What’s the best kept secret in social impact investing?
It may well be Oikocredit. Oikocredit is an international financial cooperative which manages a social investment fund. The fund invests almost exclusively in microfinance, including microfinance institutions, village banks, farmers’ cooperatives and fair trade initiatives. (Reserve capital is generally invested in financial instruments issued by carefully screened organizations such as development banks or governments in the developing world.)
The investment fund is managed professionally. All disbursement of capital is subject to robust risk management processes and professional oversight. However, the cooperative has relied almost exclusively on volunteers to raise investment capital from individuals and organizations across Europe and North America. This has kept costs down. It has also made it more difficult for Oikocredit to build its brand among social impact investors. Moreover, although the organization’s cooperative structure empowers all members, it may at times make it more difficult to respond quickly to emerging marketing trends. Thus, if you have never heard about Oikocredit, you’re not alone.
Founded in 1975, Oikocredit International is based in the Netherlands and has offices in 36 countries. The cooperative invests in almost 70 countries and works with almost 900 development partners around the world. In 2010, Oikocredit reached a milestone. Worldwide, the organization surpassed the CAD$1.4 billion in accumulated loans and investment capital provided to disadvantaged people since its inception in 1975.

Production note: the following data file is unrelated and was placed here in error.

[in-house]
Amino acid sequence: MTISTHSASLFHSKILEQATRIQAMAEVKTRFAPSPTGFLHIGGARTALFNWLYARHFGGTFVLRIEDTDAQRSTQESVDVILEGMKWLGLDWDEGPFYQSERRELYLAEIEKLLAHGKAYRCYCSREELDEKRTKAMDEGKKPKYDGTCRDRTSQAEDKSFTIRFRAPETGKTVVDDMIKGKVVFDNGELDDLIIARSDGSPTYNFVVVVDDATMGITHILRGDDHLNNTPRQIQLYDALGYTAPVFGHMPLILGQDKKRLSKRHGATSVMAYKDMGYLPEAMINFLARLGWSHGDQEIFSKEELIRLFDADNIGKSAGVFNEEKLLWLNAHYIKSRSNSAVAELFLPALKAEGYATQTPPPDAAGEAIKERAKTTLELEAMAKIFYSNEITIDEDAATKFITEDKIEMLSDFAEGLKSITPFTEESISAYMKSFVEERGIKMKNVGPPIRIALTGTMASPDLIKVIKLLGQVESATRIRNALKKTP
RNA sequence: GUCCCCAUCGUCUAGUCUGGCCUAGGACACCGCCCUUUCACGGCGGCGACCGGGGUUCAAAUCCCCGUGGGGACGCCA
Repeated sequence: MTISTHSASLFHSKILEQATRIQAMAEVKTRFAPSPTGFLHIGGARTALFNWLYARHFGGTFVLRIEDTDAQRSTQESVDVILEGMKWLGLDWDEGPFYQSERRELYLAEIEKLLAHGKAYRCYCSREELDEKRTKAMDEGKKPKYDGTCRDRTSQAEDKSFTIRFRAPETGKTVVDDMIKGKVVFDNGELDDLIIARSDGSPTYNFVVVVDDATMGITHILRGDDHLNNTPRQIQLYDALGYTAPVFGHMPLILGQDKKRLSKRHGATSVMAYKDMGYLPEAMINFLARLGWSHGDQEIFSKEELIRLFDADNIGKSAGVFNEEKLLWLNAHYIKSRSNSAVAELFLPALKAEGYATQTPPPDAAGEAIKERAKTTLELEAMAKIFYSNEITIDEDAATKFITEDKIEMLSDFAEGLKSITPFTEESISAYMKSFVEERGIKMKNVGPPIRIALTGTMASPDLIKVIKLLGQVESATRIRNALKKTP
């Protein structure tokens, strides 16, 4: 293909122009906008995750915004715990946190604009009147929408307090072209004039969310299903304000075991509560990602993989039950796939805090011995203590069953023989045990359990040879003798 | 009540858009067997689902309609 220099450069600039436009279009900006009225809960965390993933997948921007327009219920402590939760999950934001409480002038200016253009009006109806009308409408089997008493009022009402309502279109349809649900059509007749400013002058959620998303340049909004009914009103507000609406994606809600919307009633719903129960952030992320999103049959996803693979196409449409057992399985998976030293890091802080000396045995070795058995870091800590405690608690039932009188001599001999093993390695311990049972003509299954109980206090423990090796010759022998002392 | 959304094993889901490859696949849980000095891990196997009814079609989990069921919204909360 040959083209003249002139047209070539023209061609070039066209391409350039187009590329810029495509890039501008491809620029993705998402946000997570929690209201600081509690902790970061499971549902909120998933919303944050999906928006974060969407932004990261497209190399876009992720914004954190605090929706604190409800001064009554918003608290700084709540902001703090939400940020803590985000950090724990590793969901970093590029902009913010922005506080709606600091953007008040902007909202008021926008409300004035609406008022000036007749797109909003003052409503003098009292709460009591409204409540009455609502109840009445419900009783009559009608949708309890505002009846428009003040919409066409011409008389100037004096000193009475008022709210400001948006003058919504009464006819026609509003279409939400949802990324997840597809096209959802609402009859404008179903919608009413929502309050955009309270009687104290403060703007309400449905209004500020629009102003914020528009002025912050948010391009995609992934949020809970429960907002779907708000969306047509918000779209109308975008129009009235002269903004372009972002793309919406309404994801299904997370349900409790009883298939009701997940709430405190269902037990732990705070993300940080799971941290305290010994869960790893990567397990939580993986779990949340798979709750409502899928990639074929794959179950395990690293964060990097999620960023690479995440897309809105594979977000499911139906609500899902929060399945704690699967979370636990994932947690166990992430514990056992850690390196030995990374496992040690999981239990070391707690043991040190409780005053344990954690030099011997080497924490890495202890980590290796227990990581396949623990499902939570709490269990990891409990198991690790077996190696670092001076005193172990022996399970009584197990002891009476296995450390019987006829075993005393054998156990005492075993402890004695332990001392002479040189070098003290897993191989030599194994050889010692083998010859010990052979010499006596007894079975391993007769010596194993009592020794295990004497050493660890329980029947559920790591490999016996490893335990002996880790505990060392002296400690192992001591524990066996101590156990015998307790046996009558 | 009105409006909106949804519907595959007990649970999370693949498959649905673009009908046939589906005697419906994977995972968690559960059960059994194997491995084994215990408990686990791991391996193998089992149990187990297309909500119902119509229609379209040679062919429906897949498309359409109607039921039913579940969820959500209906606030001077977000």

In 2011, Oikocredit reached 26 million clients by extending loans to microfinance institutions and other partners. Over 80% of these clients are women and over 50% live in the countryside. Countries with highest capital outstanding are India, Bolivia, Paraguay, Cambodia and Peru. Oikocredit is rooted in the World Council of Churches and its first investors were churches and para-church organizations. The fund has never denied an otherwise eligible person or organization for a loan or investment opportunity due to religious adherence.
Investing in (smart!) people
Individuals and organizations invest in Oikocredit because they seek to maximize social returns. For example, Oikocredit investors provide working capital to Upland Marketing Foundation Inc., a social enterprise in the Philippines that helps small-scale Pilipino farmers meet the growing demand for organic products in the country’s capital Manila and other major cities. As a fair trade marketing firm and distributor, UMFI works with about 60 community-based enterprises operating in 17 provinces by packaging, merchandising, and advertising their products. Oikocredit financing enables UMFI to expand activities and develop new merchandise which diversifies its product lines.
Why a loan rather than a donation?
Donations will remain important to provide health care, education, and emergency relief during humanitarian disasters. However, when communities wish to achieve economic growth and build productivity, giving credit (a loan), equity or loan guarantees is often more effective than giving a donation. Here is one important reason why: When giving credit, there are no givers or receivers. Rather, business partners agree to make a deal and become mutually accountable. All partners involved have vested interests in making the deal work out well.
Oikocredit invests in a geographically diversified portfolio. A member’s capital is invested into Oikocredit as a worldwide entity, never in a specific project or individual entrepreneur. This spreads risk for all investors and project partners. The fund screens development project partners to assess their commitment to environmental, social and governance best practices for their industry. This includes adherence to client protection principles to ensure microfinance products are contextually appropriate.
Finally, development project partners, including microfinance institutions, can obtain capacity building grants to strengthen their ability to build supply chains, obtain fair trade designations, and improve client-focused financial infrastructures.
Visit www.oikocredit.org for more information about investing in Oikocredit and how the cooperative measures impact of investors’ money. Canadians can also check out our facebook page atwww.facebook.com/oikocreditcanadacentral.
Nandy Heule is Director of Investor Relations for Oikocredit Canada Central in Toronto. Nheule@oikocredit.org